Minister Lim: Following the discussion at the Presidential Summit, the Ministry of Science and ICT is planning to implement the “Brain Link” program, starting next year, in a bid to increase interaction among STEM experts in key scientific areas and to carry out joint research between Korea’s four main science research institutes, and their U.S. counterparts. Each research institute will plan joint research with U.S. universities and research centers, on space and artificial intelligence, among other topics, while also conducting talent exchanges. In addition, the Ministry will provide Korean researchers with a wider range of opportunities to visit the U.S. institutes, carry out joint research, and attend workshops for scientific exchange.

As regards empowering women and girls in STEM, based on my experience as a female scientist, I am striving to foster an environment where female scientists and engineers can unlock their potential. To this end, the Ministry is encouraging the recruitment of female scientists and engineers while also expanding support for women who have paused their careers to care for their children, namely by making it easier to return to work after maternity leave. In addition, the Ministry is running a taskforce to prepare measures to provide childcare during research projects so that women can strike a balance between work and life. Furthermore, the Ministry is planning to expand training and mentoring programs to nurture female experts to become leaders in emerging industries such as artificial intelligence, software development, and carbon management technologies.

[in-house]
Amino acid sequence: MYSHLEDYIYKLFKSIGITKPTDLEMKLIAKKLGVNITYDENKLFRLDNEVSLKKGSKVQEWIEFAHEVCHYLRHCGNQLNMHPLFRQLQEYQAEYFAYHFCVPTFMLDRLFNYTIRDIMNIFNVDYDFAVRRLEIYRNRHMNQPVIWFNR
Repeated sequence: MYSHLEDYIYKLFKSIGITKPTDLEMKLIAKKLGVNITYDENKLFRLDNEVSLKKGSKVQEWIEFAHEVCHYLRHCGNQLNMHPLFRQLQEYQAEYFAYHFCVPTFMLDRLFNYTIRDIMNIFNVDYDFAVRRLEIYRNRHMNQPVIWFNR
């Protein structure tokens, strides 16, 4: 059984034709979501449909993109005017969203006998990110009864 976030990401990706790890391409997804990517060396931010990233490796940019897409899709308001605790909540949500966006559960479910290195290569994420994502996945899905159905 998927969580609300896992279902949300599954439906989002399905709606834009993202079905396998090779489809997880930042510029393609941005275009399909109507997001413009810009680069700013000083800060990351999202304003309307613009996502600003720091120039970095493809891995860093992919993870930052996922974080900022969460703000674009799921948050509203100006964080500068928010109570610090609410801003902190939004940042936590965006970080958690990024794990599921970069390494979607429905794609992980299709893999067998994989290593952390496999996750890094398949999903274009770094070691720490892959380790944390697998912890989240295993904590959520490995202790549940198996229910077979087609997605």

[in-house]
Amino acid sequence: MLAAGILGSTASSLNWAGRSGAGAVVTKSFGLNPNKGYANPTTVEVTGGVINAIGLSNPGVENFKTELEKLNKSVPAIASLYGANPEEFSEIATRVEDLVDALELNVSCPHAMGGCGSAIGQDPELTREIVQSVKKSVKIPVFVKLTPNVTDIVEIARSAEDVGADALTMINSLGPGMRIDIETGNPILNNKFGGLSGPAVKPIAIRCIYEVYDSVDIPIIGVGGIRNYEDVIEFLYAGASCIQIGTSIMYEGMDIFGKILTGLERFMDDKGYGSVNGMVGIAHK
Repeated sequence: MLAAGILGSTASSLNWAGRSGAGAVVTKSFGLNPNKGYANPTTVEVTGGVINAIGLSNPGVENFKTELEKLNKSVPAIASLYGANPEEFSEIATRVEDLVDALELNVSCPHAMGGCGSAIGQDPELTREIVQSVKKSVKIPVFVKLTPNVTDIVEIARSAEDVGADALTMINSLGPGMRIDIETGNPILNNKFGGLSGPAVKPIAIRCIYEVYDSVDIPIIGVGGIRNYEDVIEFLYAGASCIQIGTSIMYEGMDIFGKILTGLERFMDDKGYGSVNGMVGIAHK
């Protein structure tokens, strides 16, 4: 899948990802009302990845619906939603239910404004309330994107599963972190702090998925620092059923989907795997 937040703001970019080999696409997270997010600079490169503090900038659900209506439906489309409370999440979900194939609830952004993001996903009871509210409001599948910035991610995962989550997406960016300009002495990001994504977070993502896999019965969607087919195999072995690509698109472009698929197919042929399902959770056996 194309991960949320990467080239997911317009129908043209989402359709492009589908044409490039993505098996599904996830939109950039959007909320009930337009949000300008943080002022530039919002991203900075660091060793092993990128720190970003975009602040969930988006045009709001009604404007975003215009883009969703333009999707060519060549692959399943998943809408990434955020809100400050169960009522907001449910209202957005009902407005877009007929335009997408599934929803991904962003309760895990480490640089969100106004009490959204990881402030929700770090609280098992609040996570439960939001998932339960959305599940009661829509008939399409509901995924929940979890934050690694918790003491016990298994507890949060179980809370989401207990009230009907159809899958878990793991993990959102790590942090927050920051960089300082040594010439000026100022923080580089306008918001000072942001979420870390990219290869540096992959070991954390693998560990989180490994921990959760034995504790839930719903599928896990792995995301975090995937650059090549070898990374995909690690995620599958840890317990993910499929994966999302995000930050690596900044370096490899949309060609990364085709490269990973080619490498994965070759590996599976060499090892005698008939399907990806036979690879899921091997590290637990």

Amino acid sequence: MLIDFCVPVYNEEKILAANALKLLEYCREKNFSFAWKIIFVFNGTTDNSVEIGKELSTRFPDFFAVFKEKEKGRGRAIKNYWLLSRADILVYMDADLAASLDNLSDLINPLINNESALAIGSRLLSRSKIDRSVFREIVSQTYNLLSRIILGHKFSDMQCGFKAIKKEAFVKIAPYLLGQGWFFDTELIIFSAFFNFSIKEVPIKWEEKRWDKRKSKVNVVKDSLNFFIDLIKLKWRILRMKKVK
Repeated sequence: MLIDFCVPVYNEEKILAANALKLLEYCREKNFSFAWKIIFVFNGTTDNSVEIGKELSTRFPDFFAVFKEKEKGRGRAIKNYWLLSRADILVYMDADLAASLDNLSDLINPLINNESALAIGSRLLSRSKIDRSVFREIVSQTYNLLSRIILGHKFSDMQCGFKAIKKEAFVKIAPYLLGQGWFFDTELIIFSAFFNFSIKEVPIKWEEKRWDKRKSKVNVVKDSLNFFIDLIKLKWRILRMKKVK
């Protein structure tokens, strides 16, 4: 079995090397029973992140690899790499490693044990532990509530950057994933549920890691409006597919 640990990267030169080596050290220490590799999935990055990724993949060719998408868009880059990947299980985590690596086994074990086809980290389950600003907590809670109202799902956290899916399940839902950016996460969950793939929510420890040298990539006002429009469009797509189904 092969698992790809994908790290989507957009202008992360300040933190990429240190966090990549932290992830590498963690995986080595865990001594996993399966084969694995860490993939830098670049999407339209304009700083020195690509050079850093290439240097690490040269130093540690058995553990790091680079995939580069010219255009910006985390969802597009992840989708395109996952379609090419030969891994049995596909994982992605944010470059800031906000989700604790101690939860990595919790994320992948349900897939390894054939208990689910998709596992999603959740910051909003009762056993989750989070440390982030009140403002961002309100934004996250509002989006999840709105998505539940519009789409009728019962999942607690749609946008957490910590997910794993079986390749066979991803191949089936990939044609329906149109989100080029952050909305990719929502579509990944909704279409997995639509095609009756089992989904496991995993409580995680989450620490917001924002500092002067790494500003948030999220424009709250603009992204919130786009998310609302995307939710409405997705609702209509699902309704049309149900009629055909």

Parikh: The Korean New Deal, which is composed of the Green and Digital New Deals, aims to transform the Korean economy. The Ministry of Science and ICT (MSIT) is administering the Digital New Deal, which involves developing state-of-the art technologies in areas such as big data, cybersecurity, and AI. Could you elaborate on the Digital New Deal and its regional and international implications?

Minister Lim: The Korean government has been implementing the Korean New Deal since July 2020 to overcome the financial difficulties triggered by the COVID-19 pandemic, and to lead a digital transformation across the entire economy and society. Under the Digital New Deal 2.0, the ROK is planning to invest a total of KRW 49 trillion (US$41 billion) by 2025 in four areas: i) data, network, and AI ecosystem enhancement, ii) advancement of non-contact infrastructure, iii) nurturing emerging, hyper-connected industries, and iv) digitizing social overhead capital (SOC). The following table provides comparisons of the first and second versions of the Digital New Deal along with additional details:

 
 
 
 
 
 
 
 
 
 
 
 
 
 
 
 
 
 
 
 
 
 
 

 

 

Table on South Korea's Digital New Deal. Credit: MSIT

 

Just as the New Deal of the 1930s accelerated the recovery of the U.S. economy, the ROK is preparing the Digital New Deal to boost the Korean economy and to accelerate its digital transformation by tapping into Korea’s world-class ICT infrastructure and talent. This initiative is a steppingstone for economic recovery and innovative growth in a short period of time, thanks to public participation. With the “Data Dam” project, which allows the accumulation and use of about 4,300 types of data related to finance, transportation, culture, and healthcare, the ROK saw more than a 14% increase in the domestic data market year-over-year and a rise in the number of data and AI-based companies.